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I gotta be straight up: I’m not a minivan guy. I have no kids, rarely do I drive around more than 1 other person at any given time, and long have I loathed the general aesthetic that comes with this type of car. And because of that, I believe I might be the harshest critic of the all too cliche family vehicle.
However, much to my surprise Honda’s all new Odyssey – the 2018 model year to be more specific – is an all around great car. In fact, I might be understating it a bit by, well, stating that. It’s packed with tech, relatively speaking, drives well and fits everyone, adults included, with comfort, as attested by my cohorts who reluctantly, said no one, joined me on a trip to the Big Island. Yes, full disclosure: Honda flew all of us out there and put us up for 3 nights.
So what’s first? The drive quality. The 2018 Odyssey is a solid driver head to toe. It’s long and big, but doesn’t feel it in any scenario. Even my girlfriend, who was reluctant to park it, had no problem parking it at the end of a beach road and slotting it between two tightly packed cars. On the highway it’s effortless to drive. And while many of you might expect it to be as such, take heed, because not all cars, even the luxury ones are built equally. Of course, with this, there is a slight take; the ride isn’t as supple as a BWM 7-series or a Range Rover, but nor should one expect it to be.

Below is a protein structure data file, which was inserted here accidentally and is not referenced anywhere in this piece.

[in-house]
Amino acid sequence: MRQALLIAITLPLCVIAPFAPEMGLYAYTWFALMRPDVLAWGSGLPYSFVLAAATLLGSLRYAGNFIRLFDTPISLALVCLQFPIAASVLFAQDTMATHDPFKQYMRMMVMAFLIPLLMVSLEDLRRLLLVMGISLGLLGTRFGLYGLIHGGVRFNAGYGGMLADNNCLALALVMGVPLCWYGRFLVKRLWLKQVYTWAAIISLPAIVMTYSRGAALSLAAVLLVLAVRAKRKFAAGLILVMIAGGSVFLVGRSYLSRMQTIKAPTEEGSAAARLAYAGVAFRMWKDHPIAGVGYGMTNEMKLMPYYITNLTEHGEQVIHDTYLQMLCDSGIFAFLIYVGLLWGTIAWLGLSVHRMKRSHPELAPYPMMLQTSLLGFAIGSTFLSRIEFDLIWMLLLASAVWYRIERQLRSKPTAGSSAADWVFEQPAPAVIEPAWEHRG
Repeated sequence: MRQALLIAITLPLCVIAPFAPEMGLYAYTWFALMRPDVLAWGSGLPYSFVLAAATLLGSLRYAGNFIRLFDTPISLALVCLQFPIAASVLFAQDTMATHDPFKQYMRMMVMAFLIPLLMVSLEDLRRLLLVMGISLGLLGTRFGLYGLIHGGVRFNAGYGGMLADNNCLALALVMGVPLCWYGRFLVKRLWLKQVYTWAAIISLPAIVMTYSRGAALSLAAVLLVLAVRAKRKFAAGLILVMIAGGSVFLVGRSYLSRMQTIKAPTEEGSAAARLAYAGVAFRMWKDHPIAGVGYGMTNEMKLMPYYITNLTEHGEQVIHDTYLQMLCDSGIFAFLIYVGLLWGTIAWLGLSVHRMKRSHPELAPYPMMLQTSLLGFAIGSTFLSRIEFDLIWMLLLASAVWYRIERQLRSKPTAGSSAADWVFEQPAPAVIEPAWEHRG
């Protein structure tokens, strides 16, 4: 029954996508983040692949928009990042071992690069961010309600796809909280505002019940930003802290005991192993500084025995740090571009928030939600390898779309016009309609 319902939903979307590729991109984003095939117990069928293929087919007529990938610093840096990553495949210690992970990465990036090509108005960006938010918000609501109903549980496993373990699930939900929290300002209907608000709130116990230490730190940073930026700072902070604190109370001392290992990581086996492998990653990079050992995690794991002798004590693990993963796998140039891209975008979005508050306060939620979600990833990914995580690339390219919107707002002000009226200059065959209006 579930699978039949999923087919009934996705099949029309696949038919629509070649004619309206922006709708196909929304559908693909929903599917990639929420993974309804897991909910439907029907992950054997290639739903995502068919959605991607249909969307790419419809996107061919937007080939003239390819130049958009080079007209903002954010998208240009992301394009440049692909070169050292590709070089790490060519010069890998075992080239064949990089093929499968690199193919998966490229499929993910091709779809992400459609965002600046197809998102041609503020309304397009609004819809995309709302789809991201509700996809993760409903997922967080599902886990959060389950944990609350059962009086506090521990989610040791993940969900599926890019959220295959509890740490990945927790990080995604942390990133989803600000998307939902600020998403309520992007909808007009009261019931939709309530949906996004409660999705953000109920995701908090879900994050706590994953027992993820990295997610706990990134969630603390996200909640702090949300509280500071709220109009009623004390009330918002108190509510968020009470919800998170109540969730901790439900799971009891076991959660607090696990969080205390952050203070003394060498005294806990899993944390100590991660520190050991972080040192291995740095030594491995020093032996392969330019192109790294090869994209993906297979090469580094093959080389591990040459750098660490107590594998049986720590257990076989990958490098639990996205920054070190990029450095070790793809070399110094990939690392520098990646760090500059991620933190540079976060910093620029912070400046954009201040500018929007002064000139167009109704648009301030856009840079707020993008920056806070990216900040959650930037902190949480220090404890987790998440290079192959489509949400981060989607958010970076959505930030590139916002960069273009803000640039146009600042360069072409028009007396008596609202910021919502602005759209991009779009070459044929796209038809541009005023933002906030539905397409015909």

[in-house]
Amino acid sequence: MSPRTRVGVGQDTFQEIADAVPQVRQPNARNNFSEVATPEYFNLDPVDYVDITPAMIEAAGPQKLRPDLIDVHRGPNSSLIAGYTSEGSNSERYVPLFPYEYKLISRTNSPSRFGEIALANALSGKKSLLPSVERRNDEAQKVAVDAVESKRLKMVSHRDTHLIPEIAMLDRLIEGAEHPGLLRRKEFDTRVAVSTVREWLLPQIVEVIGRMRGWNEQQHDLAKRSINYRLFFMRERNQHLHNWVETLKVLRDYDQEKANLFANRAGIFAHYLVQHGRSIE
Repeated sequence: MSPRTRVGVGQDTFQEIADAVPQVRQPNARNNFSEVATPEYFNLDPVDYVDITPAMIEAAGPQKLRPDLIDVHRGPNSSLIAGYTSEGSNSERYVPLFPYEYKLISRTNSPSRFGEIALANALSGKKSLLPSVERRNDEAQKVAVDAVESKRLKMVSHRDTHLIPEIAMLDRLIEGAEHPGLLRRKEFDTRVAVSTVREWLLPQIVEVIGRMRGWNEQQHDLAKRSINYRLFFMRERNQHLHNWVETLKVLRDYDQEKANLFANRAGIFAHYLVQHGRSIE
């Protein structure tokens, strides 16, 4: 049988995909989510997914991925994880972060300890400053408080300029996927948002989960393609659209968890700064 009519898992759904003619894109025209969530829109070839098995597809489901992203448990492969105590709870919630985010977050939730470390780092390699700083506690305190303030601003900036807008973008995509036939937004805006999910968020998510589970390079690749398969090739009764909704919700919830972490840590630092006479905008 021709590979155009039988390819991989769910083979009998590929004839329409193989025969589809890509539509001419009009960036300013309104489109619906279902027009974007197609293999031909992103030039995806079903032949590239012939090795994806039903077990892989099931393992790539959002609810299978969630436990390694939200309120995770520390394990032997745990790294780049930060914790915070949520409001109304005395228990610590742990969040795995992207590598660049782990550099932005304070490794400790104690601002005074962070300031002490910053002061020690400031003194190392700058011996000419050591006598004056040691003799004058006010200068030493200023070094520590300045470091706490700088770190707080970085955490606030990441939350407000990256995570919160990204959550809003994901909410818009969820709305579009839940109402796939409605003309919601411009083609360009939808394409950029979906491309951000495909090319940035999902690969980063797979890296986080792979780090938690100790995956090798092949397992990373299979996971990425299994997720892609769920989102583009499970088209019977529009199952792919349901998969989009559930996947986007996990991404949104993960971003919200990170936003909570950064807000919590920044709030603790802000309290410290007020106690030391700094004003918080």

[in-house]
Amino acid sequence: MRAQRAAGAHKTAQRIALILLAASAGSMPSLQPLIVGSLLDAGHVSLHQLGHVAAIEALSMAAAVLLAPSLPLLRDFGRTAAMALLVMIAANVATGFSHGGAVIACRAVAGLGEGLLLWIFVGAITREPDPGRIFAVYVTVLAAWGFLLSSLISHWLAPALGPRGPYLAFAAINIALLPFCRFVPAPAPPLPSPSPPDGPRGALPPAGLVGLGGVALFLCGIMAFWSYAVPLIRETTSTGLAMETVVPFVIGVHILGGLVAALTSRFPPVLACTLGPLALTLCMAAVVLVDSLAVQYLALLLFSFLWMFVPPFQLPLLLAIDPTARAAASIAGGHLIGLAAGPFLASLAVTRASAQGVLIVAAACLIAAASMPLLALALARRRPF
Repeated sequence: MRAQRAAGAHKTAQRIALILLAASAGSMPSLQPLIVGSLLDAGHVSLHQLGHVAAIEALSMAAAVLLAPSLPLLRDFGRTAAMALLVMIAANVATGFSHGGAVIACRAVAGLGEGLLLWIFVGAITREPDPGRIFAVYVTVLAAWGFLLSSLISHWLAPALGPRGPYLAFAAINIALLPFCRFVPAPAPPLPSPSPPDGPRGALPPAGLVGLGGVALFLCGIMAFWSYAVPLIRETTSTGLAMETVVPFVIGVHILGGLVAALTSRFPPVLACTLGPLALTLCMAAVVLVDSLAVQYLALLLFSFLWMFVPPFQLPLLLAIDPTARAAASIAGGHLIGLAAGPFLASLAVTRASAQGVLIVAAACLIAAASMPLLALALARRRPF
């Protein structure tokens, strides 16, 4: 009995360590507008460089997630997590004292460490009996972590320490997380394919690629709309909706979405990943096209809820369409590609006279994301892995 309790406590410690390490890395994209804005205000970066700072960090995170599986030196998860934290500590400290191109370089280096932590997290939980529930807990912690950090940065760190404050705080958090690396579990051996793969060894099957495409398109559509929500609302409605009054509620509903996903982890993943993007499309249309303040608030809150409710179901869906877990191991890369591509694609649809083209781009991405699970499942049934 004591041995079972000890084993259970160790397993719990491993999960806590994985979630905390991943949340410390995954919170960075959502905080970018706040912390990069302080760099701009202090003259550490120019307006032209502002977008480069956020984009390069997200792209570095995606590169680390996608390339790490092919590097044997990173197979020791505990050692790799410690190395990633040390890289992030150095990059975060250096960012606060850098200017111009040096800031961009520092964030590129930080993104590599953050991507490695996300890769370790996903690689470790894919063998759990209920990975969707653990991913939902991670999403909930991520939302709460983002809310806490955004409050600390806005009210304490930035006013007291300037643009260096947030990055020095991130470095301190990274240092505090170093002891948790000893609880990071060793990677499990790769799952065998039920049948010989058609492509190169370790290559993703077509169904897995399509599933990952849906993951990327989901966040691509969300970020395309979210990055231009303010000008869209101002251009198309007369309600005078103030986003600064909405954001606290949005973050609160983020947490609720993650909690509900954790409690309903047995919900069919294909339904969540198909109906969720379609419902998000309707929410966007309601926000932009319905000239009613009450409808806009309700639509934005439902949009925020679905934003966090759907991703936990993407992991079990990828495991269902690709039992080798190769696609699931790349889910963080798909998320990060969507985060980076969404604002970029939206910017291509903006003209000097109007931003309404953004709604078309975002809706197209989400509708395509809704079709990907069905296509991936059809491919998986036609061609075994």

Related: If you like this car, I guess you will also want to read our Honda Civic Si 2017 Review Adaptive Suspension At 23900.
As for off the line power (and sound) it’s everything any family would ever need. I had the benefit of comparing it against Chrysler’s latest minivan, and while that was fine, the Odyssey sounds and drives better, albeit marginally in the latter of the two. That in mind, the Odyssey’s tech package is tighter, better executed as is the interior and stylings of the car.
It’s well appointed, for a minivan. The leather, while not anything to write home about, will make cleaning up spills and so forth easy. There is of course a non-leather option. And with that in mind, we were in the top end of the class, so we had all the accoutrements. Aesthetically, though, I didn’t mind spending time in the cabin of the Odyssey.
The traditional gear selector is gone and has been replaced by buttons located on the center console below the 10.5″ system. It looks some acclimation and elicited some hoos and haws from my co-pilots, but nothing they couldn’t live with. Everything is in reach, though the volume knob is to the far left, making it difficult for those sitting in shotgun to control the volume.
Related: Find one of our favorite cars in this 2012 Kia Rio review.
The center seat in the second row can be removed allowing for two captain’s chairs that can be placed together or set apart.
The second and third rows are both comfortable, even for long drives. If you’re considering an SUV over the Odyssey, take note of the SUV’s back seats. Usually the third row is a joke, at best, affords no leg room, headroom, or accessibility. It’s because of this I can now see why one would opt for a minivan over an SUV.